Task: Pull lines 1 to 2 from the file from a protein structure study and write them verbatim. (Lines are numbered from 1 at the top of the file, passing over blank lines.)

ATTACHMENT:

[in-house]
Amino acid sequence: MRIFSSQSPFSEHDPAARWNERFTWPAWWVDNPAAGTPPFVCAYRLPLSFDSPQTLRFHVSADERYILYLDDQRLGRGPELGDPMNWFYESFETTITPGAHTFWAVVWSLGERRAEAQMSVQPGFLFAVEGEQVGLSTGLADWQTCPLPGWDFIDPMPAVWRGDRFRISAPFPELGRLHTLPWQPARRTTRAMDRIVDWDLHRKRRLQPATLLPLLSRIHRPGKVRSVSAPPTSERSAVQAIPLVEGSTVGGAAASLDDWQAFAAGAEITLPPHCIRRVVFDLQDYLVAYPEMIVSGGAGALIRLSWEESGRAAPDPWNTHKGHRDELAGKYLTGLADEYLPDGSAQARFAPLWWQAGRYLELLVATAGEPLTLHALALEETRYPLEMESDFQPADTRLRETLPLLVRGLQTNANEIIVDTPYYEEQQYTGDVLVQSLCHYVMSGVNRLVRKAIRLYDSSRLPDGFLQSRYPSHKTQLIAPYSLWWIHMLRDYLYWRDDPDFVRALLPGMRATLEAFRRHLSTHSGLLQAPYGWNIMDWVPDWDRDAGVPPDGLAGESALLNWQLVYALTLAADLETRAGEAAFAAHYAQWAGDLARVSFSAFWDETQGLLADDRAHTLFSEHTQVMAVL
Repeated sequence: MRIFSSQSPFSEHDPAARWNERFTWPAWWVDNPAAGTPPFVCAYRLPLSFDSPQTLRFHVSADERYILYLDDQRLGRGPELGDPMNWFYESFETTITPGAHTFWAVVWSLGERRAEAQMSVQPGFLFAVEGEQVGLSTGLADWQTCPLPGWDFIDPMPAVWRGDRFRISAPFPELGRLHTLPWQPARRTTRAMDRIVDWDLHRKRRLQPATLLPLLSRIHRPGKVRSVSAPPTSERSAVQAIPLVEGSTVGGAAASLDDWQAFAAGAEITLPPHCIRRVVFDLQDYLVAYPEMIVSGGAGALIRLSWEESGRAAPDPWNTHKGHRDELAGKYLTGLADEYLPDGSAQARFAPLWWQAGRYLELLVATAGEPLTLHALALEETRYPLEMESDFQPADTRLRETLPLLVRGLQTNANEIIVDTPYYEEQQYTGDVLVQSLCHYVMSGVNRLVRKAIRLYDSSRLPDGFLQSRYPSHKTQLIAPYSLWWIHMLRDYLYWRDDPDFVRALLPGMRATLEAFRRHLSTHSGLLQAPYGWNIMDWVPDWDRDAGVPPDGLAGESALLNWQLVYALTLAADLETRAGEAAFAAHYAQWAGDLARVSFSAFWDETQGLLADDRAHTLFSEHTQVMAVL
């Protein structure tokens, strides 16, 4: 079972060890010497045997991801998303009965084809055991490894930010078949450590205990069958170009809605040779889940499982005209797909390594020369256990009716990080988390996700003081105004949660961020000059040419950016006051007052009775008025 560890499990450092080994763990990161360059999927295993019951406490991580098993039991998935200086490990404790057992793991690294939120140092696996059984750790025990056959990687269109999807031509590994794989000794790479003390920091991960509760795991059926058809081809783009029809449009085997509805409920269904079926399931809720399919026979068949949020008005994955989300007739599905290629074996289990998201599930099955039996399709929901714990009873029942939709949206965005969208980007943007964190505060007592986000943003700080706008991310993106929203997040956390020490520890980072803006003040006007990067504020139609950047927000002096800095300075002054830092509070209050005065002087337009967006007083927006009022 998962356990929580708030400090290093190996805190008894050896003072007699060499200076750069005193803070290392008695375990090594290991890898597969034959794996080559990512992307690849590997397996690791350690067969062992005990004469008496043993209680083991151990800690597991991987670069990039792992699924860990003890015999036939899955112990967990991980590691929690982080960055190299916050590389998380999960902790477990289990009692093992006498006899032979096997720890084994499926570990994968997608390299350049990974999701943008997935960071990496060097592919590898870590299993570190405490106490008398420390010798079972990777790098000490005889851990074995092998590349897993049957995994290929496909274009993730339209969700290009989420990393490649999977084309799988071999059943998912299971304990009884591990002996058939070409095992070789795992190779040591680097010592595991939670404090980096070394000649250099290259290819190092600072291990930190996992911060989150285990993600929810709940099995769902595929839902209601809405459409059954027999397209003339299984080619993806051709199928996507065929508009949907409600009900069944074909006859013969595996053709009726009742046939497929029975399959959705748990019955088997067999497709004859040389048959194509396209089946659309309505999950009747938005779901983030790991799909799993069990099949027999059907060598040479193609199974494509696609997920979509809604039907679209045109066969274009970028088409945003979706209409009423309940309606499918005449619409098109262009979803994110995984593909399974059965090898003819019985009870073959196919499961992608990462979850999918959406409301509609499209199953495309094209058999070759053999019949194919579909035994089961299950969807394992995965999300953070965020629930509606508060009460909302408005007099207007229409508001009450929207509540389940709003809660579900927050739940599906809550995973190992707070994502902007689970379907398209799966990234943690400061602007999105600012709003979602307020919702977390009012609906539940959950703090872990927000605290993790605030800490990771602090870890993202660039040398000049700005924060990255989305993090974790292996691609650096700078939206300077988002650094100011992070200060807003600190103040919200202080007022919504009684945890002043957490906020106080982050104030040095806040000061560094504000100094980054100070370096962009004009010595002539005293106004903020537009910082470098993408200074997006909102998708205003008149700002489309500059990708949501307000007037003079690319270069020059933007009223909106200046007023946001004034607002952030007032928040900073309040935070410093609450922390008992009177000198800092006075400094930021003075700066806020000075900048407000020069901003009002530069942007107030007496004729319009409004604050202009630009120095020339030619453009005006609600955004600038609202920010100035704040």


[in-house]
Amino acid sequence: MRIFSSQSPFSEHDPAARWNERFTWPAWWVDNPAAGTPPFVCAYRLPLSFDSPQTLRFHVSADERYILYLDDQRLGRGPELGDPMNWFYESFETTITPGAHTFWAVVWSLGERRAEAQMSVQPGFLFAVEGEQVGLSTGLADWQTCPLPGWDFIDPMPAVWRGDRFRISAPFPELGRLHTLPWQPARRTTRAMDRIVDWDLHRKRRLQPATLLPLLSRIHRPGKVRSVSAPPTSERSAVQAIPLVEGSTVGGAAASLDDWQAFAAGAEITLPPHCIRRVVFDLQDYLVAYPEMIVSGGAGALIRLSWEESGRAAPDPWNTHKGHRDELAGKYLTGLADEYLPDGSAQARFAPLWWQAGRYLELLVATAGEPLTLHALALEETRYPLEMESDFQPADTRLRETLPLLVRGLQTNANEIIVDTPYYEEQQYTGDVLVQSLCHYVMSGVNRLVRKAIRLYDSSRLPDGFLQSRYPSHKTQLIAPYSLWWIHMLRDYLYWRDDPDFVRALLPGMRATLEAFRRHLSTHSGLLQAPYGWNIMDWVPDWDRDAGVPPDGLAGESALLNWQLVYALTLAADLETRAGEAAFAAHYAQWAGDLARVSFSAFWDETQGLLADDRAHTLFSEHTQVMAVL